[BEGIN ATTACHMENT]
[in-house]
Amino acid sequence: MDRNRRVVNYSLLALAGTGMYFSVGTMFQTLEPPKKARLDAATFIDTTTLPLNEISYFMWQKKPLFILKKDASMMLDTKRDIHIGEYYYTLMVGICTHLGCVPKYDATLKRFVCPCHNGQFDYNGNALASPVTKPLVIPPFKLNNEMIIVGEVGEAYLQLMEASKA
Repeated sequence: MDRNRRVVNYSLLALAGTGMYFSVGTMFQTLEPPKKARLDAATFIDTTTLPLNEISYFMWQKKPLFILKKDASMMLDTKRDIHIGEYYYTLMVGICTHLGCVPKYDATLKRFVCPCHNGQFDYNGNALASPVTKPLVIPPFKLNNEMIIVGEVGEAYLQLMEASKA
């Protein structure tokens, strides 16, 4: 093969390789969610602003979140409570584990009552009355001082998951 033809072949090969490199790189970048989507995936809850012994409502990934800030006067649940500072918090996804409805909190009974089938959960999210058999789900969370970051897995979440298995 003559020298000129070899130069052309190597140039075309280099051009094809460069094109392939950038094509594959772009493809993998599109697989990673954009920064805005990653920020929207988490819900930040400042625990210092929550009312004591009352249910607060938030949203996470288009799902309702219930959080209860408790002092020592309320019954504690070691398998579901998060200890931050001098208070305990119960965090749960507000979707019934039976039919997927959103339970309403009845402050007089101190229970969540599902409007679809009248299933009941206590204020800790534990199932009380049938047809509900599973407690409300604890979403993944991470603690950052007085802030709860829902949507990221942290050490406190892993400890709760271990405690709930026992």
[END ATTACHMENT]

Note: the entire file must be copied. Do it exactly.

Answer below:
[in-house]
Amino acid sequence: MDRNRRVVNYSLLALAGTGMYFSVGTMFQTLEPPKKARLDAATFIDTTTLPLNEISYFMWQKKPLFILKKDASMMLDTKRDIHIGEYYYTLMVGICTHLGCVPKYDATLKRFVCPCHNGQFDYNGNALASPVTKPLVIPPFKLNNEMIIVGEVGEAYLQLMEASKA
Repeated sequence: MDRNRRVVNYSLLALAGTGMYFSVGTMFQTLEPPKKARLDAATFIDTTTLPLNEISYFMWQKKPLFILKKDASMMLDTKRDIHIGEYYYTLMVGICTHLGCVPKYDATLKRFVCPCHNGQFDYNGNALASPVTKPLVIPPFKLNNEMIIVGEVGEAYLQLMEASKA
């Protein structure tokens, strides 16, 4: 093969390789969610602003979140409570584990009552009355001082998951 033809072949090969490199790189970048989507995936809850012994409502990934800030006067649940500072918090996804409805909190009974089938959960999210058999789900969370970051897995979440298995 003559020298000129070899130069052309190597140039075309280099051009094809460069094109392939950038094509594959772009493809993998599109697989990673954009920064805005990653920020929207988490819900930040400042625990210092929550009312004591009352249910607060938030949203996470288009799902309702219930959080209860408790002092020592309320019954504690070691398998579901998060200890931050001098208070305990119960965090749960507000979707019934039976039919997927959103339970309403009845402050007089101190229970969540599902409007679809009248299933009941206590204020800790534990199932009380049938047809509900599973407690409300604890979403993944991470603690950052007085802030709860829902949507990221942290050490406190892993400890709760271990405690709930026992």